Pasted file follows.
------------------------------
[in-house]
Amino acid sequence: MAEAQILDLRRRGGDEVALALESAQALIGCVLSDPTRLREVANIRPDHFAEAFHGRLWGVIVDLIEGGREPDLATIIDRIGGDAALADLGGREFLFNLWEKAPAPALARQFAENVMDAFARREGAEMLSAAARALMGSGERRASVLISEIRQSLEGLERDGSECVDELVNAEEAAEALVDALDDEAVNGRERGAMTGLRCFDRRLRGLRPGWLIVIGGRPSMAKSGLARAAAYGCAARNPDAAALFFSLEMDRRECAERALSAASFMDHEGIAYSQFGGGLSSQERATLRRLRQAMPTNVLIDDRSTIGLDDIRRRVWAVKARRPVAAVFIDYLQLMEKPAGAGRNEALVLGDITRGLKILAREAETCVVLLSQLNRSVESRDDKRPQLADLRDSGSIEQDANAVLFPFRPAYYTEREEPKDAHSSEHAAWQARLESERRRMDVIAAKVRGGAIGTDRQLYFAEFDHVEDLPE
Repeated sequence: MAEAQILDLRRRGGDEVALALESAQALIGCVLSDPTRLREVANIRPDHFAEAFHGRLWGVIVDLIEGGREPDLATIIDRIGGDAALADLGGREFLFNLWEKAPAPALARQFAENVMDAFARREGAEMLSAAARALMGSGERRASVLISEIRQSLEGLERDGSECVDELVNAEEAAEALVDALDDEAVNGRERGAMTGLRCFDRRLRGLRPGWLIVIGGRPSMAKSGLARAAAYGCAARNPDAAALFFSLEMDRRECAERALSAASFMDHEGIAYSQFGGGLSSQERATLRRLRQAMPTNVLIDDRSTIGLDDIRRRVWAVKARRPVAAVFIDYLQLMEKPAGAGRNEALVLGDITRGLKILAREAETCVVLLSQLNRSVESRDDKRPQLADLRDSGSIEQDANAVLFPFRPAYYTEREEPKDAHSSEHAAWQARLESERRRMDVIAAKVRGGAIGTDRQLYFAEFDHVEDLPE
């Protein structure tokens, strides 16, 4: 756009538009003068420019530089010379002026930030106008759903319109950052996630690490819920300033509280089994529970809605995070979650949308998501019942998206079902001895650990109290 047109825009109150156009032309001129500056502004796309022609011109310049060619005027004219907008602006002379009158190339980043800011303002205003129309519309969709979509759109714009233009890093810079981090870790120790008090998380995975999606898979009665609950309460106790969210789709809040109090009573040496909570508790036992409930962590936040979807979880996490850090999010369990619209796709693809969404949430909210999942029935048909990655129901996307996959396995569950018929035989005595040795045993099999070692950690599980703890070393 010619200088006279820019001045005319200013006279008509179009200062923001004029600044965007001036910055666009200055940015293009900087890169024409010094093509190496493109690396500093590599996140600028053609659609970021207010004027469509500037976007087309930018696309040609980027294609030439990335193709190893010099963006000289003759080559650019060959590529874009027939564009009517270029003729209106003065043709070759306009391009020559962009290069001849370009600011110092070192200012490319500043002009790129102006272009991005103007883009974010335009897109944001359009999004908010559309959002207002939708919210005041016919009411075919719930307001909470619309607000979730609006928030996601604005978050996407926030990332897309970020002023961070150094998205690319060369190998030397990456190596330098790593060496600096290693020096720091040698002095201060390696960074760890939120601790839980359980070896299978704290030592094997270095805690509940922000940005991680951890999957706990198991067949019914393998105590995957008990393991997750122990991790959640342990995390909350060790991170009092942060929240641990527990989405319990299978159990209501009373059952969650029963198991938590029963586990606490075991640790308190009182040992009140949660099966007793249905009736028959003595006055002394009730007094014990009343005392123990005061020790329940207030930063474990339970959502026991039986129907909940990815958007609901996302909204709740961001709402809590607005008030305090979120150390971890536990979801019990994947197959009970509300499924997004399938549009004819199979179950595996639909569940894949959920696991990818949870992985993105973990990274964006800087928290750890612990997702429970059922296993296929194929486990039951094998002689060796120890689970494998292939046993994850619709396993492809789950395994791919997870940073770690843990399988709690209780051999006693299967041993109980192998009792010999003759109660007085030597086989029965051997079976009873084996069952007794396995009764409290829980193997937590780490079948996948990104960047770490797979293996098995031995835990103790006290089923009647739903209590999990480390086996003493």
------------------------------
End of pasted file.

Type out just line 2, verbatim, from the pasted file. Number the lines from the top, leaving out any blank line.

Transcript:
Amino acid sequence: MAEAQILDLRRRGGDEVALALESAQALIGCVLSDPTRLREVANIRPDHFAEAFHGRLWGVIVDLIEGGREPDLATIIDRIGGDAALADLGGREFLFNLWEKAPAPALARQFAENVMDAFARREGAEMLSAAARALMGSGERRASVLISEIRQSLEGLERDGSECVDELVNAEEAAEALVDALDDEAVNGRERGAMTGLRCFDRRLRGLRPGWLIVIGGRPSMAKSGLARAAAYGCAARNPDAAALFFSLEMDRRECAERALSAASFMDHEGIAYSQFGGGLSSQERATLRRLRQAMPTNVLIDDRSTIGLDDIRRRVWAVKARRPVAAVFIDYLQLMEKPAGAGRNEALVLGDITRGLKILAREAETCVVLLSQLNRSVESRDDKRPQLADLRDSGSIEQDANAVLFPFRPAYYTEREEPKDAHSSEHAAWQARLESERRRMDVIAAKVRGGAIGTDRQLYFAEFDHVEDLPE